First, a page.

"And so since that day, I've stood here in this spot to say over and over again that these wars are eroding our spiritual core; bankrupting us morally and fiscally; teaching our children that warfare is 'the new normal.'

"I have delivered these speeches as a member of the majority and the minority…when the President was a member of my party and when he was not. And today, I am doing it for the 400th time.

"When I began, we were just one year removed from the invasion of Iraq. The war was still quite popular, as was the president who launched it. But we spoke out anyway, refusing to bend on principle. My colleagues Barbara Lee, Maxine Waters and I --'the Triad', we called ourselves -- started the Out of Iraq Caucus, and we forced the first House vote to bring our troops home. Along the way, I visited Iraq, a trip that confirmed my feelings about the war, even as it increased my admiration for our troops.

"Gradually, the tide of public opinion turned. President Bush lost the confidence of the American people and eventually had to start winding down the war. I don't believe that would have happened unless a few lonely voices had dared to be heard in those early days.

"I'm proud of what we've accomplished, but I'm also frustrated. Because nearly a decade after the first American boots hit the ground in Afghanistan…here we are. Still at war. Still occupying sovereign countries, on missions that aren't making us safer or advancing our interests.

"The cost has been devastating. Over 6,100 Americans are dead. Thousands more civilians have died for the cause of their so-called liberation. Thousands of U.S. servicemembers have come home alive but may never be the same, either because of physical wounds or mental health trauma, which can destroy lives just as well.

"In addition to the staggering $3.2 trillion price tag that has piled up over the last 10 years, I don't think we've even come to grips with the resources the V.A. will need for the next 50 years to meet the responsibility we have to our veterans as a result of these wars.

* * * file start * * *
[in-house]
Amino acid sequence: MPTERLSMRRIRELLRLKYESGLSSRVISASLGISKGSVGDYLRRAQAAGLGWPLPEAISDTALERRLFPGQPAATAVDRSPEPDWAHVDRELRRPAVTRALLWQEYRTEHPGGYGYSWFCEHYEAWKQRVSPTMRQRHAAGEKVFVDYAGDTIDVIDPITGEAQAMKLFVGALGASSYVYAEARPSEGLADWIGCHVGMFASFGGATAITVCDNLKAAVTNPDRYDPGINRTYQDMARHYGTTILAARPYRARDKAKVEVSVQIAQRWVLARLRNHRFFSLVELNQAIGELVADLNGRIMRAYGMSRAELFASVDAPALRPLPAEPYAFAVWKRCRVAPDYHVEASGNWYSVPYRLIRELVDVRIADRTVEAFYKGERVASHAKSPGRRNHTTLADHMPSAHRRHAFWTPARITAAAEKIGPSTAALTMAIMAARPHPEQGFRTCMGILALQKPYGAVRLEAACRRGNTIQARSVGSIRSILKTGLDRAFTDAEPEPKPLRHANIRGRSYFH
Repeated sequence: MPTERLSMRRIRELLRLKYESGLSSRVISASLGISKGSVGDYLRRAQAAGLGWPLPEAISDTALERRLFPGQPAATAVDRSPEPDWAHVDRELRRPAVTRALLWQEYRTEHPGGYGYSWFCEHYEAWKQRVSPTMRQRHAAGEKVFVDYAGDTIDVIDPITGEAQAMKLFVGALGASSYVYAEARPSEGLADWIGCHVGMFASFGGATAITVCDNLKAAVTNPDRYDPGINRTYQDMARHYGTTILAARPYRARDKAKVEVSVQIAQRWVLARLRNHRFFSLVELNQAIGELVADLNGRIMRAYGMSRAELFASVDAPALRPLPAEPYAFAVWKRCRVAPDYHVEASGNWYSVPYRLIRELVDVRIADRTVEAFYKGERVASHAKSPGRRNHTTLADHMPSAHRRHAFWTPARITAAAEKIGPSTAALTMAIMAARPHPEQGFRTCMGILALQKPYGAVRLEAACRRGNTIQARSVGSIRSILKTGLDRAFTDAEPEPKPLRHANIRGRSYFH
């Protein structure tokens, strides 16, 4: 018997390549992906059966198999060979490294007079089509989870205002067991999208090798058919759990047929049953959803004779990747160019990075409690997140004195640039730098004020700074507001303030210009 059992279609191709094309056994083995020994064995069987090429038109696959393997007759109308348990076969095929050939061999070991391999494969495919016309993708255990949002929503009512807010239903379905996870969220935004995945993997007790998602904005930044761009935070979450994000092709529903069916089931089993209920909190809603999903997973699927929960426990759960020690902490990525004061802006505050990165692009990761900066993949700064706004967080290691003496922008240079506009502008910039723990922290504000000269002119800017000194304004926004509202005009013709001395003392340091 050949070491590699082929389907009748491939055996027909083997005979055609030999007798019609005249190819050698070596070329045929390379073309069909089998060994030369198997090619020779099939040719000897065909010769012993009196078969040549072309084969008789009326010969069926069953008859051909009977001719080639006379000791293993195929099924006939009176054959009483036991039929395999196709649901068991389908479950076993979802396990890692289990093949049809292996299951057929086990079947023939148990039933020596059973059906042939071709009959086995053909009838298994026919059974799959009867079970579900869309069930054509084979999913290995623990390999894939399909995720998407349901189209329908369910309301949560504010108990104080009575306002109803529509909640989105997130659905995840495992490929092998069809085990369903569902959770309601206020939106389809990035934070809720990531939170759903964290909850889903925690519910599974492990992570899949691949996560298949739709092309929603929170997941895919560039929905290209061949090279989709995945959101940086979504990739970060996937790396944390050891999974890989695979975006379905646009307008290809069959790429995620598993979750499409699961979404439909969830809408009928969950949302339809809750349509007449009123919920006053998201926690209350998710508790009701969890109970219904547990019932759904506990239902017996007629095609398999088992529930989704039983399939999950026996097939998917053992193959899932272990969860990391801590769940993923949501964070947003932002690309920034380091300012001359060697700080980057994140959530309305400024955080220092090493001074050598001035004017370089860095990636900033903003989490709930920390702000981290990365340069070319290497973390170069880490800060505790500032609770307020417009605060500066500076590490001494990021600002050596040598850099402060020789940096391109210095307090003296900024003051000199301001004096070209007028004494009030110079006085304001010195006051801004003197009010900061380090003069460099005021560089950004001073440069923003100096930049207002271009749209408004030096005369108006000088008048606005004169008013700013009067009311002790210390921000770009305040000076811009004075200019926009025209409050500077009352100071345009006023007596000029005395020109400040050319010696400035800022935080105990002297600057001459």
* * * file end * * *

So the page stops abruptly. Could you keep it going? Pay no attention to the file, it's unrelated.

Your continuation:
"I'm not suggesting we abandon the people of Afghanistan or Iraq. Anti-war doesn't mean anti-engagement or anti-security. The underlying principle behind my 400 speeches has been that we need a completely different approach to protecting America, one that emphasizes diplomacy, reconciliation and peaceful conflict resolution.

"From the beginning, I've been pushing my own solution called Smart Security-- fighting terrorism with better intelligence and multilateral cooperation; with a stronger nuclear nonproliferation program; with humanitarian and economic aid that will give hope to people around the world; with less spending on weapons systems and more on homeland security, human rights monitoring and energy independence.

"Most importantly, Smart Security insists that war be an absolute last resort. Because, for the sake of the future of the human race, we must – and we can – figure out a way to resolve our differences without resorting to violence and warfare.

"I will continue to do this for my remaining year and a half in Congress, giving as many of these speeches as I can. Madam Speaker, I will not rest until we finally bring all our troops home and we adopt a Smart Security approach to preventing war and preserving peace."

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thomas friedman is a great man

oh boy it never ends